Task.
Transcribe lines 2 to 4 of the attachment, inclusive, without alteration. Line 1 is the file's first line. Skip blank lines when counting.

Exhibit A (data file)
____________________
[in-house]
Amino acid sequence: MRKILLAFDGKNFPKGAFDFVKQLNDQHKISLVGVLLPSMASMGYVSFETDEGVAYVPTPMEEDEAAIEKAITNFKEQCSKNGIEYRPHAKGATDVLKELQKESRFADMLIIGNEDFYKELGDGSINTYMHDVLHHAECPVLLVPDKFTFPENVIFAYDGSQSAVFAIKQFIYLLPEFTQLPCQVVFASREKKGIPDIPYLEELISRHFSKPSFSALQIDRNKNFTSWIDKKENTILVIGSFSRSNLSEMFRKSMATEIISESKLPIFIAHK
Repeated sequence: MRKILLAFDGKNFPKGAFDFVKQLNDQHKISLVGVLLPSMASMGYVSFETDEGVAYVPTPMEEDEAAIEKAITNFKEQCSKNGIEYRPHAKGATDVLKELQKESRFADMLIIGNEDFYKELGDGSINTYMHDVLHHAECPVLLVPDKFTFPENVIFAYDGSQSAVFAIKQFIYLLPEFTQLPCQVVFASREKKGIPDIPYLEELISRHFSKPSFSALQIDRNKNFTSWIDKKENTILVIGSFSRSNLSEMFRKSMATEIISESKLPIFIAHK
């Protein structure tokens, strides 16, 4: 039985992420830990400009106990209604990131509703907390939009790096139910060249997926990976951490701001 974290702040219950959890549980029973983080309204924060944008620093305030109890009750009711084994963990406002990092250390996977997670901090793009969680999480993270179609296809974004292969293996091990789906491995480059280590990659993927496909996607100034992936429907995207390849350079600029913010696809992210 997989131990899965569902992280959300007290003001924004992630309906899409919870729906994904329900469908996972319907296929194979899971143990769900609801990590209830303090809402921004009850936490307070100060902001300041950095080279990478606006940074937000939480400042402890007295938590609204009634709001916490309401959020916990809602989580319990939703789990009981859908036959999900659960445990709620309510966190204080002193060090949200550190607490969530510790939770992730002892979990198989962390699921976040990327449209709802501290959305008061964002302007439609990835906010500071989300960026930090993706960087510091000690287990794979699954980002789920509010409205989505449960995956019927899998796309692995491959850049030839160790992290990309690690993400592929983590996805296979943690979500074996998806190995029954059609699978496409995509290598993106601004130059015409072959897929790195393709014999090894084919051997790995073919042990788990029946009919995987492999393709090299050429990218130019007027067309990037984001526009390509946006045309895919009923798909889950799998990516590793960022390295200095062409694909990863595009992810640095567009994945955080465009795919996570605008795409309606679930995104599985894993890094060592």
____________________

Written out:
Amino acid sequence: MRKILLAFDGKNFPKGAFDFVKQLNDQHKISLVGVLLPSMASMGYVSFETDEGVAYVPTPMEEDEAAIEKAITNFKEQCSKNGIEYRPHAKGATDVLKELQKESRFADMLIIGNEDFYKELGDGSINTYMHDVLHHAECPVLLVPDKFTFPENVIFAYDGSQSAVFAIKQFIYLLPEFTQLPCQVVFASREKKGIPDIPYLEELISRHFSKPSFSALQIDRNKNFTSWIDKKENTILVIGSFSRSNLSEMFRKSMATEIISESKLPIFIAHK
Repeated sequence: MRKILLAFDGKNFPKGAFDFVKQLNDQHKISLVGVLLPSMASMGYVSFETDEGVAYVPTPMEEDEAAIEKAITNFKEQCSKNGIEYRPHAKGATDVLKELQKESRFADMLIIGNEDFYKELGDGSINTYMHDVLHHAECPVLLVPDKFTFPENVIFAYDGSQSAVFAIKQFIYLLPEFTQLPCQVVFASREKKGIPDIPYLEELISRHFSKPSFSALQIDRNKNFTSWIDKKENTILVIGSFSRSNLSEMFRKSMATEIISESKLPIFIAHK
């Protein structure tokens, strides 16, 4: 039985992420830990400009106990209604990131509703907390939009790096139910060249997926990976951490701001 974290702040219950959890549980029973983080309204924060944008620093305030109890009750009711084994963990406002990092250390996977997670901090793009969680999480993270179609296809974004292969293996091990789906491995480059280590990659993927496909996607100034992936429907995207390849350079600029913010696809992210 997989131990899965569902992280959300007290003001924004992630309906899409919870729906994904329900469908996972319907296929194979899971143990769900609801990590209830303090809402921004009850936490307070100060902001300041950095080279990478606006940074937000939480400042402890007295938590609204009634709001916490309401959020916990809602989580319990939703789990009981859908036959999900659960445990709620309510966190204080002193060090949200550190607490969530510790939770992730002892979990198989962390699921976040990327449209709802501290959305008061964002302007439609990835906010500071989300960026930090993706960087510091000690287990794979699954980002789920509010409205989505449960995956019927899998796309692995491959850049030839160790992290990309690690993400592929983590996805296979943690979500074996998806190995029954059609699978496409995509290598993106601004130059015409072959897929790195393709014999090894084919051997790995073919042990788990029946009919995987492999393709090299050429990218130019007027067309990037984001526009390509946006045309895919009923798909889950799998990516590793960022390295200095062409694909990863595009992810640095567009994945955080465009795919996570605008795409309606679930995104599985894993890094060592």